The Liberals and Conservatives remain in a close contest at the national level, but pollster Nik Nanos said Justin Trudeau appears to have lost support in the Toronto suburbs after the blackface controversy.
The Liberals, at 36 per cent, are locked in a tight national race with the Conservatives, who have 34-per-cent support, according to daily tracking polls. The gap between the two parties is within the survey’s margin of error.
Support for the Liberals took a hit in the days immediately after it was revealed last week that Mr. Trudeau had worn blackface and brownface in at least three incidents up to 2001. Mr. Trudeau has apologized and said the practice of wearing blackface is racist.
Mr. Nanos of Nanos Research, who leads the team that conducts daily tracking polls for The Globe and Mail and CTV, said the drop in Liberal support was particularly pronounced in a region of the country that all parties are intensely courting: the 905.
That region immediately outside Toronto, named for the 905 area code, is home to a couple of dozen suburban seats that often help decide who wins a federal election. In 2011, those ridings went almost unanimously for the Conservatives, helping Stephen Harper secure a majority government. In 2015, voters swung the other way and helped put Mr. Trudeau in power.
Mr. Nanos said a look at the data from the first two weeks of the campaign shows that, while support for the Liberals remains steady in Toronto and everywhere in Ontario, it’s their support in the Toronto suburbs that’s changed. Specifically, he said, the Liberal “advantage” in the 905 was diminished in the wake of the blackface controversy.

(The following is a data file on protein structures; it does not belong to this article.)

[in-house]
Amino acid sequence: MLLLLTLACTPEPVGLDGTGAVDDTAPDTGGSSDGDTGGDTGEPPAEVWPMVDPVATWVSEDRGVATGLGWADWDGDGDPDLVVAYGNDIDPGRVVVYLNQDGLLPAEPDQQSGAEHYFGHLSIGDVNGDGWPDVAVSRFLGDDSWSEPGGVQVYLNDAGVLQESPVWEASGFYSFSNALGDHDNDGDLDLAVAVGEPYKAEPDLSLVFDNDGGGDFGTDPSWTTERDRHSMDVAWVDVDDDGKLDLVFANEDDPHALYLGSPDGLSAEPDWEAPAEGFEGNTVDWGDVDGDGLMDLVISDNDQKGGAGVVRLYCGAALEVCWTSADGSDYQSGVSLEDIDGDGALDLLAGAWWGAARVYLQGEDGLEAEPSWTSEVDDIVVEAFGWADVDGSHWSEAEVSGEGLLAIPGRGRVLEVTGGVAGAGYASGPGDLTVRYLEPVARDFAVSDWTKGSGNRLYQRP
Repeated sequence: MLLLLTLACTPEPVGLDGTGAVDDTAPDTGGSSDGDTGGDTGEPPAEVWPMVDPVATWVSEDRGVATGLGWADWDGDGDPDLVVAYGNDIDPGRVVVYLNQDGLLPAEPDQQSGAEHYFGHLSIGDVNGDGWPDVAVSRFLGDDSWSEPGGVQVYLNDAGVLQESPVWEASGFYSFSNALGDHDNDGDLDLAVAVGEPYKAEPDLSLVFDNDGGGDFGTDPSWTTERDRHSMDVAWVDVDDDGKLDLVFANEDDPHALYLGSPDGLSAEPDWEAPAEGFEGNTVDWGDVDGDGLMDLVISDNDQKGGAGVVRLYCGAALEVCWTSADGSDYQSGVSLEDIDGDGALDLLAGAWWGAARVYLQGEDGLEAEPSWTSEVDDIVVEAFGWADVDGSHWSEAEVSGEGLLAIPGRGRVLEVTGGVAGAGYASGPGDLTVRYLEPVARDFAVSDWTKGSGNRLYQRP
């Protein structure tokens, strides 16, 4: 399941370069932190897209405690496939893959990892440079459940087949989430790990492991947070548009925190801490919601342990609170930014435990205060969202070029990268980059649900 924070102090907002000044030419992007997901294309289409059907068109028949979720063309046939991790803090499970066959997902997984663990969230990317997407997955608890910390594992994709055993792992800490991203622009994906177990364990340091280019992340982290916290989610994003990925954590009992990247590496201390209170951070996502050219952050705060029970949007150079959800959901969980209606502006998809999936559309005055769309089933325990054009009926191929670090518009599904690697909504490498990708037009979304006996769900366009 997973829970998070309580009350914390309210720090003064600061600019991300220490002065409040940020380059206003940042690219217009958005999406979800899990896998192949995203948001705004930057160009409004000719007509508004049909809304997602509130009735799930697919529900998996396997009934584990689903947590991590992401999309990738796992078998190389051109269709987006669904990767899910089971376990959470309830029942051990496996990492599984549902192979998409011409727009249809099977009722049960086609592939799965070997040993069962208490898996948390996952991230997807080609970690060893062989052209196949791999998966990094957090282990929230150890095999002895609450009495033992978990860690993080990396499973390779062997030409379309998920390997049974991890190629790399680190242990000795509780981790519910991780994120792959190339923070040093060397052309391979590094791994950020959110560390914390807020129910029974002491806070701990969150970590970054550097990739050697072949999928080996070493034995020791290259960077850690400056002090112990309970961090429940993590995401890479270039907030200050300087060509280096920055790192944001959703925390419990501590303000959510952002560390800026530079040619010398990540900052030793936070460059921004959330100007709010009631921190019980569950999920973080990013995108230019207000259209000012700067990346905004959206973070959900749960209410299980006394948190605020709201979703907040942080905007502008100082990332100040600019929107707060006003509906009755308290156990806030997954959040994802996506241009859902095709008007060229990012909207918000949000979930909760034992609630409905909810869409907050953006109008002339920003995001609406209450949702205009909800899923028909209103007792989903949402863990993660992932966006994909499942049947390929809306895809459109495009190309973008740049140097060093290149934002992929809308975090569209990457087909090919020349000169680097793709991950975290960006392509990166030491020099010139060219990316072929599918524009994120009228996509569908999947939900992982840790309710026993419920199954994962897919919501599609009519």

He said it shows that voters in that region are particularly sensitive to issues and events from the campaign.
“With the movement that we’ve seen, 905 residents are still looking to make up their mind," Mr. Nanos said.
He also said that, although the margin of error gets larger as you drill down deeper into specific regions of the country, the movement in this case was outside the poll’s margin of error.
In the second week of the campaign, the Liberals fell to 40 per cent from 47 in the first week, while the Conservatives rose to 39 per cent from 31. The margin of error in the first week was 5.6 percentage points, 19 times out of 20. In the second week, it was 5.2 percentage points, 19 times out of 20. The other parties’ support remained within the margin of error from week to week.
The latest daily tracking numbers from Nanos Research show the national race remains close. The Liberals have the support of 36 per cent of respondents, and the Conservatives are at 34 per cent. The NDP is at 15 per cent, followed by the Green Party at 10 per cent, the Bloc Québécois at 5 per cent and the People’s Party of Canada at 2 per cent.
The poll was sponsored by The Globe and Mail and CTV, with a total of 1,200 Canadians surveyed from Sept. 23 to 25. It has a margin of error of 2.8 percentage points, 19 times out of 20. Respondents were asked: “If a federal election were held today, could you please rank your top two current local voting preferences?” A report on the results, questions and methodology for this and all surveys can be found at tgam.ca/election-polls.
Mr. Nanos’s analysis of the trends in the 905 was based on the daily surveys conducted from Sept. 13 to 25.